The Story of Higher Education: Disruption

Recently, I had lunch with one of the deans of my alma mater, Northern Arizona University (NAU).  We discussed among many subjects, how technology was changing higher education.  I was pleased to hear that NAU received a grant from the Bill & Melinda Gates foundation to participate in a pilot program in teaching online courses.  The Dean admitted that the higher education club is slow to change since they’ve been doing things the same way for hundreds of years.  I was a bit worried when I asked if he heard of the Khan Academy and was met with a “should I know” look.  After further explanation and some head nodding, the look went away.  (I love the Khan Academy and have spent hours on that site feeding my addiction to learning.)

Clay Shirky has written a great piece about how “Higher education is now being disrupted” in ways similar to “music, books, newspapers and TV”.

“It’s been interesting watching this unfold in music, books, newspapers, TV, but nothing has ever been as interesting to me as watching it happen in my own backyard. Higher education is now being disrupted; our MP3 is the massive open online course (or MOOC), and our Napster is Udacity, the education startup.”

Clay argues that “the fight over MOOCs is really about the story we tell ourselves about higher education: what it is, who it’s for, how it’s delivered, who delivers it.”  I agree.  The story of higher education is changing.  For hundreds of years, the smartest people would be found at the best schools.  Today, that story is changing.  Christopher Langan is often billed as “the smartest man in the world”.  In the original Esquire article that made him famous he talks about his college experience:

“There I was, paying my own money, taking classes from people who were obviously my intellectual inferiors,” he says. “I just figured, Hey, I need this like a moose needs a hat rack! I could literally teach these people more than they could teach me, and, on top of that, they have no understanding, they don’t want to help me out in the least. To this day, I have no respect for academics. I call them acadummies. So I guess you could say that was the end of my formal education.”

I propose that the best and brightest are most interested in advancing their thinking in a certain field.  If the best way to accomplish that is through a computer and an internet connection, why would they spend hundreds of thousand of dollars attending a University.  Of course, Mr. Langan is not your typical “smart person” as his story is incredible.  However, it’s his story that entered into the mainstream in the latest 90’s and has been advanced by today’s tech heroes.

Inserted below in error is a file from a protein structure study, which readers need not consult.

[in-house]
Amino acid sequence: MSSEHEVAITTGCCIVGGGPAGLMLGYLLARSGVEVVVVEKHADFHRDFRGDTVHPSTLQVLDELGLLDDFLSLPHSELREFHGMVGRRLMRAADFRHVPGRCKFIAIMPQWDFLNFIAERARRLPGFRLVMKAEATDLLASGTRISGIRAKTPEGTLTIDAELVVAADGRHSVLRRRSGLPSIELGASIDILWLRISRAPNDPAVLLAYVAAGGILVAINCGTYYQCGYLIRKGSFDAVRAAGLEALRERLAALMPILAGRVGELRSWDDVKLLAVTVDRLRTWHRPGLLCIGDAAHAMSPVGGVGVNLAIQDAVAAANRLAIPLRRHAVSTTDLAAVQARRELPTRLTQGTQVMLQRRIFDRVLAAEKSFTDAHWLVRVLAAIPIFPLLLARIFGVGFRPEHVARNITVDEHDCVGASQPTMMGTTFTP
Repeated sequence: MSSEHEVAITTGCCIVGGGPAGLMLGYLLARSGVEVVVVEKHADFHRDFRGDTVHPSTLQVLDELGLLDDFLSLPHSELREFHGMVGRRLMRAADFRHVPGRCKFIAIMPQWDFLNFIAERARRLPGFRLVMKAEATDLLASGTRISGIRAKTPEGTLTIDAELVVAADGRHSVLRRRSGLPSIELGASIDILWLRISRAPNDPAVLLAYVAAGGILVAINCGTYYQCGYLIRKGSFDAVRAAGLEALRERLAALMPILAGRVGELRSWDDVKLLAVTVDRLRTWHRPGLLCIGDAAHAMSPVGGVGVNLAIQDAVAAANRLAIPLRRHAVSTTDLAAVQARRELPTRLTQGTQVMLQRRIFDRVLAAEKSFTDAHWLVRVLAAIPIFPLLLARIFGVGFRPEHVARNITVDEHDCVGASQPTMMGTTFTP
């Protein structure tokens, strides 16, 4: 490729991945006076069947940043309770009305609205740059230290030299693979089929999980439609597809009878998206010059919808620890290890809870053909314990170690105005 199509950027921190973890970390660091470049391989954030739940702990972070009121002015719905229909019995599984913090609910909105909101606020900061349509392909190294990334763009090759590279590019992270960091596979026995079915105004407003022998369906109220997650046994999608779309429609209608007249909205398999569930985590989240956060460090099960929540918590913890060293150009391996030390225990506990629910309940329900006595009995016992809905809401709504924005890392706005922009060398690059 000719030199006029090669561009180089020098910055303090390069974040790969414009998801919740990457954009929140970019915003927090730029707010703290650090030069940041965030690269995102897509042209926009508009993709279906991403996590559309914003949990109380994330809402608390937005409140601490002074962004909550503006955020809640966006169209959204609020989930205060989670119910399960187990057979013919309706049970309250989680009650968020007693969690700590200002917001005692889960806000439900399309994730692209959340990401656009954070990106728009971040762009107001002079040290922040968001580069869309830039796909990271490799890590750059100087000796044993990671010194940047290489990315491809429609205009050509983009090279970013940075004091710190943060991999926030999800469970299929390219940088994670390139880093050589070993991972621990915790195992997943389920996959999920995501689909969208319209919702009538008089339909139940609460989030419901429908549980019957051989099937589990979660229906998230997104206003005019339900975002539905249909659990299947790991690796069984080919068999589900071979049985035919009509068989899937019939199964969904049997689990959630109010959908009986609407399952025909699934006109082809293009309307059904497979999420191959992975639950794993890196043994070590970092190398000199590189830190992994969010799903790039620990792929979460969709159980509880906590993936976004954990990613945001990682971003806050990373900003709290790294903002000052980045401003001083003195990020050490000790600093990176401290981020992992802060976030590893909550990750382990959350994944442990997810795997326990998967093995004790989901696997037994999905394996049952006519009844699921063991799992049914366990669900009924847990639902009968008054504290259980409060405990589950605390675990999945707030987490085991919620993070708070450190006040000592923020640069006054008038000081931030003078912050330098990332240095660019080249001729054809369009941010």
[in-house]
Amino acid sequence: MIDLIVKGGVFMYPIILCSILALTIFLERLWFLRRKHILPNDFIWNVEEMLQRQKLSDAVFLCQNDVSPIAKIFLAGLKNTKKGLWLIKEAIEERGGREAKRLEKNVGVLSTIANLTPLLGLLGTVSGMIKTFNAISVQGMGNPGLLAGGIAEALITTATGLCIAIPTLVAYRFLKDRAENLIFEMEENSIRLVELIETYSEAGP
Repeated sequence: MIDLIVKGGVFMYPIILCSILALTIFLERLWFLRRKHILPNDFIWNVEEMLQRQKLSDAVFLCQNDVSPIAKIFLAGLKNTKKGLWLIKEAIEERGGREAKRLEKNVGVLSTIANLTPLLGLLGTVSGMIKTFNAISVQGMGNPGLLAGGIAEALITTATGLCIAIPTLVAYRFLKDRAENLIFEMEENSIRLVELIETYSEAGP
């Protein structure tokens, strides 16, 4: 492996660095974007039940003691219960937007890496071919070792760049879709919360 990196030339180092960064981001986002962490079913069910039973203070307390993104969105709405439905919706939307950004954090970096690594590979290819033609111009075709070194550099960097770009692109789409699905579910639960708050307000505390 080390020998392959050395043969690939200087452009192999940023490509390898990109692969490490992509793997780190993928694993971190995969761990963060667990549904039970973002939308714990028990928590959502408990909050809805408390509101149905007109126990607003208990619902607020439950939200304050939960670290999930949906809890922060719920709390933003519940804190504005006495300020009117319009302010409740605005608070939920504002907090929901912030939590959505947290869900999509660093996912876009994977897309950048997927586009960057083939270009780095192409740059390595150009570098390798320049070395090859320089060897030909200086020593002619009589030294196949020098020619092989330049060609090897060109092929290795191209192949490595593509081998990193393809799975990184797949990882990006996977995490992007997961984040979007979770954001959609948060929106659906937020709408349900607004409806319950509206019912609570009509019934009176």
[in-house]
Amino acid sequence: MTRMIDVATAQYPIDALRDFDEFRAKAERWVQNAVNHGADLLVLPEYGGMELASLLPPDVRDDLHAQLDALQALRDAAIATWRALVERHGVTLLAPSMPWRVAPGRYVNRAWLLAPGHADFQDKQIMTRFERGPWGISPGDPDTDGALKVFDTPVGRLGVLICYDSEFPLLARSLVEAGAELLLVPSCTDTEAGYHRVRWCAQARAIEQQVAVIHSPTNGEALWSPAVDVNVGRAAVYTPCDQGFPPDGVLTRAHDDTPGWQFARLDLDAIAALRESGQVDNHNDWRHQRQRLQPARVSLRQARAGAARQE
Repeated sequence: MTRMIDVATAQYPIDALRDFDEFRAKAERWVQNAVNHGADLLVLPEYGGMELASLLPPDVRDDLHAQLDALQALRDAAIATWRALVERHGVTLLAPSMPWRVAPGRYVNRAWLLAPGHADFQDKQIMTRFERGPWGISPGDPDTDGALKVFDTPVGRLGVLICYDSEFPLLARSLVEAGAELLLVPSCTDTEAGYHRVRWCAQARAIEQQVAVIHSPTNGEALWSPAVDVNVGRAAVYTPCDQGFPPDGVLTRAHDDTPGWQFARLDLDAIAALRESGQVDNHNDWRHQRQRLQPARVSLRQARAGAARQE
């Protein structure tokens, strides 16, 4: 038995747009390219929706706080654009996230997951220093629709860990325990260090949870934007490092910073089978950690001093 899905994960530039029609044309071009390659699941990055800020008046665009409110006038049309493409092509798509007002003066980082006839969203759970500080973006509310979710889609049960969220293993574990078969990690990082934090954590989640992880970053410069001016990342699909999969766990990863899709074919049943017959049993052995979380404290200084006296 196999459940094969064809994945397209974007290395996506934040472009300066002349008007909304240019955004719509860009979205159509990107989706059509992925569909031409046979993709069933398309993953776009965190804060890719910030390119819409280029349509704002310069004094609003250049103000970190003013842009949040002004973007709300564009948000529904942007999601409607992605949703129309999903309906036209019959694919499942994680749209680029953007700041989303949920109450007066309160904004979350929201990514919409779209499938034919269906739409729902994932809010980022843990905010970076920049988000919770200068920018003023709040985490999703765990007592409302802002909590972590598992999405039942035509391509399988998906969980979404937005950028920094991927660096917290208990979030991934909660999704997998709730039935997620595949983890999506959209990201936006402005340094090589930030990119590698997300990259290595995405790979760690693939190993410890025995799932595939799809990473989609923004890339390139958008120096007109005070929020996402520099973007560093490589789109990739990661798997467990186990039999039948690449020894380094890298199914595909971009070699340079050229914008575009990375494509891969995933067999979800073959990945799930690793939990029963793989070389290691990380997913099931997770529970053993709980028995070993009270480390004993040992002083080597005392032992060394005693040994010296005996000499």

Dropping out of college in the tech start-up world is viewed as a badge of honor.  We all know the famous drop-outs of Steve Jobs, Bill Gates and of course Mark Zuckerberg.

“I naively chose a college that was almost as expensive as Stanford, and all of my working-class parents’ savings were being spent on my college tuition. After six months I couldn’t see the value in it.”  – Steve Jobs

These are the heroes of future tech stars.  How will the next generation of gifted students view the value of a “college education”?  The story has already changed but higher education hasn’t felt it yet.

I’ll end this blog with Clay Shirky’s ending:

“In the academy, we lecture other people every day about learning from history. Now its our turn, and the risk is that we’ll be the last to know that the world has changed, because we can’t imagine—really cannot imagine—that story we tell ourselves about ourselves could start to fail. Even when it’s true. Especially when it’s true.”



  1. Martha Mallott says

    This is a great article.
    As a college “drop-out” myself, I feel that during my generation of growing up, that higher education was more of a “social standing”.
    We were taught that not attending college would make us inferior to those of our peers who attended college and completed that you would be much less successful.
    As a person still eager to learn, I feel I find it hard to differentiate the importance of college as “required” to be successful.
    I truly believe that society creates their own terms as far as what is considered successful.
    I once heard someone tell a classmate of mine, that their family should be proud because they were one of few who completed their higher ed in our graduating class… It made me feel that perhaps our families shouldn’t be proud of us who didn’t, and I feel that all of my classmates are very successful at doing what they are doing as they are enjoying life, they are happy and they have jobs; regardless of our outcome of our college experience.
    Nor am I implying that college is not a good thing, it is! Especially for those who make the most of it.
    But for those of us who are “drop-outs” and have good jobs and good job training and experience- I don’t think that makes us any less successful.
    As society changes with the times and electronics etc. I still believe that it’s how society thinks and views these changes resulting in these generalizations of education and how our future leaders are being affected by these changes. It’s inevitable and I think if we focus more on the WAY our people learning rather than HOW(or where) it would result for the best of each individual.

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